One of the patterns in her book is called “Jammies for Lambies,” and these were designed for shivering newborns by Holly Sonntag of Shelburne. Every so often, a newborn is especially frail or the wet newborn doesn’t get licked dry well enough by its mother. To keep a frail lamb from shivering away all its energy, Parry lopped off the sleeves of an old sweater, cut out holes for the legs, and put a makeshift “sweater” on the cold infant.
She blogged about her discovery and received bunches of sweater sleeves in the mail from online followers who wanted to help. “We referred to this as the ‘sweater drive,’” said Parry. Sonntag didn’t want to see perfectly good sweaters being cut up, so she designed the jammies, using one of the cut-up sleeves as a model.
But lamb “sweaters” should only be used when the lamb is in danger of hypothermia, Parry says. She said putting a sweater on a lamb could impair the bonding between mother and child, if the sweater smells different. “It’s not something you want to do, to dress them up to make them look cute,” said Parry. “You do what you have to do. The idea is not to tamper with nature.”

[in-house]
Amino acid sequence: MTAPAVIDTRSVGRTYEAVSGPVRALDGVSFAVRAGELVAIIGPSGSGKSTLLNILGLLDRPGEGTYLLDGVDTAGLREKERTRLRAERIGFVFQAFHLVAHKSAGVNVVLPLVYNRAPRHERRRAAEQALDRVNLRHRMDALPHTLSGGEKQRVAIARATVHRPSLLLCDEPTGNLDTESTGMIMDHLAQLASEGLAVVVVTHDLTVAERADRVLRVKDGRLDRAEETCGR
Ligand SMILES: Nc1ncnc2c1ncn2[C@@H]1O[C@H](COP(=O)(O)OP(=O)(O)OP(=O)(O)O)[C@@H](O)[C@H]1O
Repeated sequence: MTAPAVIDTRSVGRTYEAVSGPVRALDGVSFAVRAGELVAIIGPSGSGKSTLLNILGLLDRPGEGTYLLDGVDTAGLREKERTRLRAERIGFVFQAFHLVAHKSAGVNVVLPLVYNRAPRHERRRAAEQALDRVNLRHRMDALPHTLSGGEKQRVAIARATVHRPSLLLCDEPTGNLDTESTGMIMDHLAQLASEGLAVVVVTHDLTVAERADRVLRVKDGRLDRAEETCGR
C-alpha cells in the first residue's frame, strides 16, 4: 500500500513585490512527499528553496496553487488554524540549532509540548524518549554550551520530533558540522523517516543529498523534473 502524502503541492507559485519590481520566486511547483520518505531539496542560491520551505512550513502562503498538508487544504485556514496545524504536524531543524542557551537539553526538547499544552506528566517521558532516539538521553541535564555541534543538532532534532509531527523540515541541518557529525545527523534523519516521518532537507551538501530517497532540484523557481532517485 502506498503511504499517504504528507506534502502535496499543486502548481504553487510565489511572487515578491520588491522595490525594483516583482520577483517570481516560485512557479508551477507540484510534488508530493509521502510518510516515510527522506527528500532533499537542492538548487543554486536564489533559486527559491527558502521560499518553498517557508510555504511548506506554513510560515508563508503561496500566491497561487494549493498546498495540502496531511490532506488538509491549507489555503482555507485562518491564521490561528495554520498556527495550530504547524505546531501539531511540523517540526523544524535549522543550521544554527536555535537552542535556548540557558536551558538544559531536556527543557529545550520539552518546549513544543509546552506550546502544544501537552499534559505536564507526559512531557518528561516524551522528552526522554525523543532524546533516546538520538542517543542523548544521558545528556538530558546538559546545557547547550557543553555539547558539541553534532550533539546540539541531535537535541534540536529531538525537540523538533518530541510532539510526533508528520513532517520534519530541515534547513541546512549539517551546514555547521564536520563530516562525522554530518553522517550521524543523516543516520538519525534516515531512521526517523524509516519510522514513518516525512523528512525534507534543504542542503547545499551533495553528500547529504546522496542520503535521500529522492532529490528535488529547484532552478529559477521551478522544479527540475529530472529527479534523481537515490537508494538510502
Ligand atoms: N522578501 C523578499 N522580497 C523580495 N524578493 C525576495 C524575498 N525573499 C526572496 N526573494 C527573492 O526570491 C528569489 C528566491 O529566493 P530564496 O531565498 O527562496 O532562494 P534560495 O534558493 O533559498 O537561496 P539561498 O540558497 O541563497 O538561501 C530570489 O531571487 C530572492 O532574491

In case the readers don’t have any newborn lambs to warm up, the pattern can be modified to fit small dogs.
The list of designers who contributed other patterns includes Melissa Morgan-Oakes of Bernardston and Barbara Giguere of Shelburne.
Parry has been blogging about her “yarn farm” since 2007 — when farm blogs were not as common as they are now. Besides writing her own blog, she also contributed articles for Living Craft Magazine and a five-part series for an online magazine called Twist Collective. Parry’s series was called “Yarn from Sheep to Skein,” and it became the basis for this book proposal.
One of the chapters, “In a Wild Place,” is named in honor of the book written by Ellsworth “Dutchy” Barnard, whose nearby High Ledges property was donated to the Audubon Society in 1970.
This chapter tells the story of the Wolves’ Den Trail and of a predatory gray wolf, believed to have migrated from Canada, who attacked and killed about a dozen lambs in 2007, before it was killed by an area farmer.